Abortion and medical marijuana were just a few of the issues the Legislature worked on last week. Here are the details of the bills moving along:
  • Tuesday, Day 16 of Regular Session: The House Commerce and Small Business Committee approved a bill to prohibit retaliation against an employee who brings a charge of wage discrimination. The House State Government Committee approved Senate-passed bills to provide for a dependent child to receive direct retirement benefits to a special trust from the Retirement Systems of Alabama and to recapture benefits extended to call centers that relocate out of state. The House passed several bills of local application only and general bills to create the Alabama Industry Recognized and registered Apprenticeship program; to exempt from sales and use tax adaptive equipment; to extend the time allowed for the use of provisional teaching certificates from one year to two years; and gave final passage of a Senate-passed bill to require the pledge of allegiance at the beginning of each school year. The Senate passed several bills of local application only and general bills to establish the Alabama Energy and Residential Codes Board to be administered by the Alabama Department of Economic and Community Affairs (ADECA); to further provide for municipalities, council-manager form of government; and to make further requirements of the State Board of Health regarding immunization registry and reports of immunization vaccines.
  • Wednesday, Day 17 of Regular Session: The House Health Committee approved a bill to establish and maintain an immunization registry for reporting vaccines. The Senate Judiciary Committee approved a House-passed bill to make abortion a felony under certain circumstances with a committee amendment. The Senate Education Policy Committee approved a House-passed bill to allow local boards of education to permit time for religious education off campus for elective credit. The Senate Finance and Taxation Education Committee approved a bill to exempt from sales and use tax adaptive equipment. The House passed a few bills of local application only and a general bill entitled the Financial Institution Excise Tax Reform Act of 2019. The Senate passed several bills of local application only and general bills to provide broadband access to unserved areas of the state; to further provide for the administration of Lifeline qualifying public assistance programs; and a proposed constitutional amendment providing that only a citizen of the United States has the right to vote.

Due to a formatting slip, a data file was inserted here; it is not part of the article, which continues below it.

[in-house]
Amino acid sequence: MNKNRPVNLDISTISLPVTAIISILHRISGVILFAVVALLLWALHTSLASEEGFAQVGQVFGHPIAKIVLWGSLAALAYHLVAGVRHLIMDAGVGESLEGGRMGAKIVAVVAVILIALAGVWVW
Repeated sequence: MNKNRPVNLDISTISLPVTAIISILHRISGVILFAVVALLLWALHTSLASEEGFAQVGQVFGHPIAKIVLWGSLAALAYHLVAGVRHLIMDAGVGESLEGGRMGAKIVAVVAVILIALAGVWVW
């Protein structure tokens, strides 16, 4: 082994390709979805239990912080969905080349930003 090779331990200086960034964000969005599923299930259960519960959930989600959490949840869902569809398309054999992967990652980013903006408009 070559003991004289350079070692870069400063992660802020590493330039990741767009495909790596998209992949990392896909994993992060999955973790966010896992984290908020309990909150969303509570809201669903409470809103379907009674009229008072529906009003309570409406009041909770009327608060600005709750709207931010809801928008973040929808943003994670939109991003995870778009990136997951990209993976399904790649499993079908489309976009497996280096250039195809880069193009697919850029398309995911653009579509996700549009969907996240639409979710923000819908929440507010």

• Thursday, Day 18 of Regular Session: The House passed a number of bills of local application only and a general bill to authorize the re-organization of the Board of Pardons and Paroles.The Senate passed a few bills of local application only and general bills to authorize a program for medical marijuana use under certain conditions and to authorize the Alabama Small Business Act.

5/13/2019 Group Watch: Shelby Proposes Balanced Budget

U.S. Senator Richard Shelby, R-Alabama, re-introduced legislation proposing a constitutional amendment that would require Congress to pass a balanced budget. Shelby is concerned with the nation’s growing national debt, which has soared to $22 trillion. If passed by the Congress and then ratified by three-fourth of the states, this amendment to the Constitution would require the total amount of money spent by the United States during any fiscal year, except during times of war, not exceed the amount of revenue received by the government during the same fiscal year, and not exceed 20 percent of the gross domestic product during the previous calendar year.

5/13/2019 Group Watch: Birmingham Hosts Tech Summits

The Aerospace Innovation Technology Summit and the Automotive Advanced Technology Summit both took place in Birmingham with 200 companies participating. The Alabama Department of Commerce is among the sponsors of the summits, which featured workshops, presentations and business-to-business meetings. The automotive and aerospace industries are major drivers of economic growth in Alabama, and these business conventions in Birmingham offer a pathway for companies from across the country and around the world to seek new opportunities and understand how their peers are utilizing and advancing the latest technologies.